Ron Bradley, new interim city manager for the City of Menifee, is quickly moving toward the City Council’s goal to replace reserve funding borrowed in the past few years and to maintain and increase the city’s public safety services and other needed improvements.
Less than three weeks into his post as the Menifee city manager, Bradley has been pouring through the city’s financial and staffing reports finding where the new Measure DD funding and anticipated higher property and sales tax revenues may best be spent to better serve its growing population.
In a Valley News interview, Bradley, who has served either as city manager, or interim city manager for three other southwestern Riverside County cities in his long public service career, said he is particularly interested in Menifee because as he sees that “this city is going to be one of the fastest growing cities and eventually be the largest city here in Southwestern Riverside County.” He said it may be bigger than both Murrieta and Temecula based on projections he saw.
With that in mind he said “We want to maintain and in fact increase, where possible, our public safety services. What they are right now, I can’t enumerate them, but I do have proposals for both our Sheriffs’ police department – and Calfire as our fire department. Beyond that, we need to look at some infrastructure improvements and we need to start rebuilding our reserves. We are trying to do that in one fatal swoop I assume. It’s a council decision. But my recommendation is OK, let’s pay it back over time. We expect that revenue source to grow every year, which will be healthy for the city.”
In his recent six-month fiscal year budget review given to the city council, Bradley noted there will be a $360,000 deficit, adding to an anticipated $3 million budget deficit for the year.
“But those figures are deceiving,” he explained in his report since the city has been slowly reducing its costs while the revenue in continuing to increase.
Bradley pointed out the Menifee now has 120 projects under review.
“That’s exciting, but it’s also frightening because… I have learned we don’t have enough people to move that along as quickly as I like to. So, I am looking at some staffing changes.”
He said the people in the city planning, code enforcement, engineering, and building departments have their hands full with the 120 projects working their way through and that it was too early to tell what departments will be changed or bolstered.
“There could be some additions, reductions and adjustments of responsibilities,” he said.
Some of the staff, with Bradley as the new manager, seem to be exceptionally pleased with his plans and efforts thus far.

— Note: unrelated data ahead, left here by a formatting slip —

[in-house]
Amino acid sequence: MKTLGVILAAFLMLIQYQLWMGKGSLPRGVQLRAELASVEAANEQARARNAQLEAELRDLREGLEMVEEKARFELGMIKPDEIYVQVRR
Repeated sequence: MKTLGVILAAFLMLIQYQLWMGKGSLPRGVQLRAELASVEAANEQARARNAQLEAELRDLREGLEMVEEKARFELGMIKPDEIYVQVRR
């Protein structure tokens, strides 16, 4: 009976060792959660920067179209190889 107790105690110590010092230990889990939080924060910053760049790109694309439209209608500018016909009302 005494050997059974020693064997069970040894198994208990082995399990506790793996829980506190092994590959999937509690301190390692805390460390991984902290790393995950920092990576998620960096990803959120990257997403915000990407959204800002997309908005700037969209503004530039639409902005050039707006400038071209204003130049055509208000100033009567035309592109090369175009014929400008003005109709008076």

“The staff just loves this guy,” noted Gina Gonzalez, Economic Development Manager.
How does he see Menifee as compared to the other cities he has managed like Murrieta and Temecula?
“I see those cities transitioning from new to maintenance cities, their spending and their approach,” Bradley said. “we’re a growth city.”
He said people are moving to Menifee because of the lower price of land and housing, the weather and everything “that makes this place ‘another day in paradise’ for some people.” He said the city still needs to have a balance between the rural and urban lifestyles relating to the still large senior population that lives in part of the city.
“There is no need for that to be in conflict since the average age here is now 37…That sort of makes life exciting for me,” mused Bradley, himself in his 70s, who needs to lead the city into that balance.
He said he sees the senior population in the city a great asset for their experience and knowledge, “that we can lean on and tap.”
“There is an amazing spirit of community involvement of people wanting to get involved and make the city shine. The council is very aware of that,” Bradley said.
Bradley loves his new job as the interim city manager and came out of retirement to help its residents. He suggested it is “the best job in the world,” and laughed. “but it could be the worst … in the same day.” It will be his job, he says to find the very best new city manager and will soon begin a nationwide search for the right person. His experience he hopes will assure the city residents the best will be found.
Speaking to the people who live in Menifee he forwarded his thought, “I think this is an exciting place to be, the future going forward to them is wonderful. The quality of life here is going to get better and better.”
He did warn there will be more traffic in the future however and for the residents to be prepared for it. He said he sees the Scott Road and I-215 Interchange as one of his greatest challenges.
“We have to keep chasing the money on that project,” he said.